Thank you for your great explanation. The overlap was the missing piece in my mental model ...

It works because the system is faulty in the same way our eyes are faulty, we basically have sensors for three main wavelengths and derive every color we perceive from a mix of those three, check this out:



They work exactly the same as a screen. Orange is not pure red, it is red + yellow, and yellow is red + green. So orange is red + _some_ green. The in-camera processing will render the image based on the sensor input and the known properties of the filter (think of it as a color profile, a mapping between what the sensors read and the color). And the processing includes color interpolation for each pixel, as each pixel (photosite) only has one color filter, but the resulting image pixel has all three colors; these are calculated based on the neighbor photosites.

Different sensors/cameras have different filters, and combined with the manufacturer specific post-processing this gives different cameras/manufacturers a different color rendition and feel.

It is because our eyes are also "incorrect". The cameras and processing and displays were engineered to match our eyes expectation. If some alien race with a sufficiently different physiology would look at our pictures they could tell that it is off. (and it wouldn't even mean that their eyes are more correct, just that their model is different.)

> So e.g. when the light is pure orange, it falls down into red wavelength range and is counted as red.

If you only work with one photon at a time, then yes, you don't know if the photon passing through the filter was red, or orange, or with smaller probability even green or blue. But when you have trillions of photons passing through, you can "see" the difference by the relative intensity of light.

Remember that at the quantum level, things don't happen deterministically; you have to consider the probability that a given outcome occurs. So the photon has a certain probability to hit the filter and get absorbed, a certain probability to pass through the entire depth of the filter, a certain probability to hit the sensor without generating an event, a certain probability to hit the sensor and initiate a chemical reaction (for film or biological eyes) or an electron cascade (for CCD sensors), a certain probability to quantum tunnel to the other side of the universe...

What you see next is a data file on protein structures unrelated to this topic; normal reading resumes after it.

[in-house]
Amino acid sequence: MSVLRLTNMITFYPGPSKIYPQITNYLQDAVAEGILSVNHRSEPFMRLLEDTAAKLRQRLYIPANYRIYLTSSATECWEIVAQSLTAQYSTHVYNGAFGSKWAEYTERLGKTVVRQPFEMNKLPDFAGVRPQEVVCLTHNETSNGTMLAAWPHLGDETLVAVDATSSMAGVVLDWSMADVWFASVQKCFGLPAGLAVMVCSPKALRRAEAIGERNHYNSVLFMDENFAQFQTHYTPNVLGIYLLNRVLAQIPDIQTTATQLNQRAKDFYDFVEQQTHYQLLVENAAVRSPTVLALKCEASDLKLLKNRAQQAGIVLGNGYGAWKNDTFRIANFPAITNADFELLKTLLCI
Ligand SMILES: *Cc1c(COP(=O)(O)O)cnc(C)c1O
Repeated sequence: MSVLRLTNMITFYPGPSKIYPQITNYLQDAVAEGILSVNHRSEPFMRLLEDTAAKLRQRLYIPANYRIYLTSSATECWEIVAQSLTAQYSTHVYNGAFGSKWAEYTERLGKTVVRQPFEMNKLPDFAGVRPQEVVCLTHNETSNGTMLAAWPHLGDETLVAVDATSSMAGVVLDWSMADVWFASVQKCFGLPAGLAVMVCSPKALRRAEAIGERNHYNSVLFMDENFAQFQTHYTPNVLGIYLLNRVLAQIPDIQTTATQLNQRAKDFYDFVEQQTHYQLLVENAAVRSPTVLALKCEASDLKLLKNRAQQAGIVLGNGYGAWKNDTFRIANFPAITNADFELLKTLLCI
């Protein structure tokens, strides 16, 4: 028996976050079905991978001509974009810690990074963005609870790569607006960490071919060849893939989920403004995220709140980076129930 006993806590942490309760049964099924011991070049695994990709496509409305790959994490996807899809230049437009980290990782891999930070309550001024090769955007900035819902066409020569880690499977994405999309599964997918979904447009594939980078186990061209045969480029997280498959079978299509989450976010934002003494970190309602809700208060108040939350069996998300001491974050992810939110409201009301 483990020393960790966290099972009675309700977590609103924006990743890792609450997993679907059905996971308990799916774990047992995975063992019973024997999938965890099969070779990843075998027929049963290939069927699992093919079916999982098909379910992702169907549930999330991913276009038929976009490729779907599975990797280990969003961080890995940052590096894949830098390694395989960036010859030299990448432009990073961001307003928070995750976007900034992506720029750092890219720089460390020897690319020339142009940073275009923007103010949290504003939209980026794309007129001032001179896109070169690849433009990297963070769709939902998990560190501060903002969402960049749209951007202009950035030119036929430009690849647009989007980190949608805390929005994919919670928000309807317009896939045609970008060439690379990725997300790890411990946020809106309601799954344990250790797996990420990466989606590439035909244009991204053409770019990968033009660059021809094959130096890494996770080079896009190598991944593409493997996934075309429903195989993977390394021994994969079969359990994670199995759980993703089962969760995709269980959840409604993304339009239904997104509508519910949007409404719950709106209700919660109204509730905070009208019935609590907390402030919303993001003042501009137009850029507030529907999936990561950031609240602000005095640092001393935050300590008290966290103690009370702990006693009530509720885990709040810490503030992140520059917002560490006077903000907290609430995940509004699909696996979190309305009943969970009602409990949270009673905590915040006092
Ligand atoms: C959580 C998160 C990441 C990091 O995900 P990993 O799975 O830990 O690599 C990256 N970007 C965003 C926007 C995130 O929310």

So getting back to your question, when pure orange photons hit a red filter, many of them will make it through the filter, but not as many as if they were pure red photons. When pure orange photons hit a green filter, some of them will make it through, but not as many as if they were pure green photons. So if your brain knows what the "white point" of a given environment is, relative to that white color it'll see a specific combination of "some red, some green" as orange. (Of course, if known-to-be-white objects are already orange--like when you put on amber ski googles--your brain will eventually adjust and recalibrate to perceive that color as something else... perception is tricky!)

It is just the same with your eye - and camera response curves are optimized to be similar to your eye. There is metamerism - many spectral distributions will look the same to your eye as well as to a camera. See https://en.m.wikipedia.org/wiki/Metamerism_(color)

>> So e.g. when the light is pure orange, it falls down into red wavelength range and is counted as red

'Pure' orange light isn't red. It has a wavelength of 590–620 nm. Red is 625–740 nm and Green is 495–570, so 'orange' is between red and green. The sensor filters each allow a range of wavelengths through. So green is triggered as well as the red filter. In RGB terms orange is 255, 127, 0, i.e. with a strong red component and a smaller green component.

White balance is computed downstream from the sensor, and is used to resolve the effect that a coloured light source creates a colour cast on objects, most noticeably on white ones. The human visual system auto-compensates for this but cameras require special processing, sometimes done using presets for different types of light (sunlight, shade, tungsten etc).

Your eyes cannot see orange directly, but as an overlap of different intensities of the stimulation of different receptors in the base colors.

So as long as the filters in the camera have roughly the same transmission curve as the sensitivity curve of the color receptors, all is good.

However, to animals (or hypothetical aliens) with other color receptors, the images produced by photo prints and screens would look quite weird, with colors all wrong.